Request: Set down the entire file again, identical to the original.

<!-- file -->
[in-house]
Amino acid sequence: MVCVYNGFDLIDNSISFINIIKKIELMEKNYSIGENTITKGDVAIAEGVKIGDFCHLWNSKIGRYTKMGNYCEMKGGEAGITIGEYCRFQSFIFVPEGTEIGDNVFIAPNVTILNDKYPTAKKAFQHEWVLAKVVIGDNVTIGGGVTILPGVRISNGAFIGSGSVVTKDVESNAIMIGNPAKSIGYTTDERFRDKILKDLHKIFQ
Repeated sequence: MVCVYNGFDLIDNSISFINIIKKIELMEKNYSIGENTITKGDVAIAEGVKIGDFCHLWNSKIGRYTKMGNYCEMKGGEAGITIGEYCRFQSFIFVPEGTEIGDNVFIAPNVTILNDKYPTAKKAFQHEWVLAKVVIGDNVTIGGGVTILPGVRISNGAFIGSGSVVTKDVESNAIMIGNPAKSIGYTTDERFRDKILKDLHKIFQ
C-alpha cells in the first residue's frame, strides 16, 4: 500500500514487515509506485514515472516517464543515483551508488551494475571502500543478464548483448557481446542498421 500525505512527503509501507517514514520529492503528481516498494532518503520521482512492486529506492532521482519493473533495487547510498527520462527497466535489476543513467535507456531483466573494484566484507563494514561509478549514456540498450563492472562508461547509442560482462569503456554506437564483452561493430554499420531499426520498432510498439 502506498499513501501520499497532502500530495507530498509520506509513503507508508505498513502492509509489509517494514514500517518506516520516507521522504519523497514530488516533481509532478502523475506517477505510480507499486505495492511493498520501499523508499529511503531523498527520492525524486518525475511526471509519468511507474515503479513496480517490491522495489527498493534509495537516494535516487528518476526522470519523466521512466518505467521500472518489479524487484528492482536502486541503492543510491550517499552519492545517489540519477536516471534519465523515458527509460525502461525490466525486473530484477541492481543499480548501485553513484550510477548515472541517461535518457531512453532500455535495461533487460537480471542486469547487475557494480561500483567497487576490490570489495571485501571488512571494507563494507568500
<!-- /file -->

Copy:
[in-house]
Amino acid sequence: MVCVYNGFDLIDNSISFINIIKKIELMEKNYSIGENTITKGDVAIAEGVKIGDFCHLWNSKIGRYTKMGNYCEMKGGEAGITIGEYCRFQSFIFVPEGTEIGDNVFIAPNVTILNDKYPTAKKAFQHEWVLAKVVIGDNVTIGGGVTILPGVRISNGAFIGSGSVVTKDVESNAIMIGNPAKSIGYTTDERFRDKILKDLHKIFQ
Repeated sequence: MVCVYNGFDLIDNSISFINIIKKIELMEKNYSIGENTITKGDVAIAEGVKIGDFCHLWNSKIGRYTKMGNYCEMKGGEAGITIGEYCRFQSFIFVPEGTEIGDNVFIAPNVTILNDKYPTAKKAFQHEWVLAKVVIGDNVTIGGGVTILPGVRISNGAFIGSGSVVTKDVESNAIMIGNPAKSIGYTTDERFRDKILKDLHKIFQ
C-alpha cells in the first residue's frame, strides 16, 4: 500500500514487515509506485514515472516517464543515483551508488551494475571502500543478464548483448557481446542498421 500525505512527503509501507517514514520529492503528481516498494532518503520521482512492486529506492532521482519493473533495487547510498527520462527497466535489476543513467535507456531483466573494484566484507563494514561509478549514456540498450563492472562508461547509442560482462569503456554506437564483452561493430554499420531499426520498432510498439 502506498499513501501520499497532502500530495507530498509520506509513503507508508505498513502492509509489509517494514514500517518506516520516507521522504519523497514530488516533481509532478502523475506517477505510480507499486505495492511493498520501499523508499529511503531523498527520492525524486518525475511526471509519468511507474515503479513496480517490491522495489527498493534509495537516494535516487528518476526522470519523466521512466518505467521500472518489479524487484528492482536502486541503492543510491550517499552519492545517489540519477536516471534519465523515458527509460525502461525490466525486473530484477541492481543499480548501485553513484550510477548515472541517461535518457531512453532500455535495461533487460537480471542486469547487475557494480561500483567497487576490490570489495571485501571488512571494507563494507568500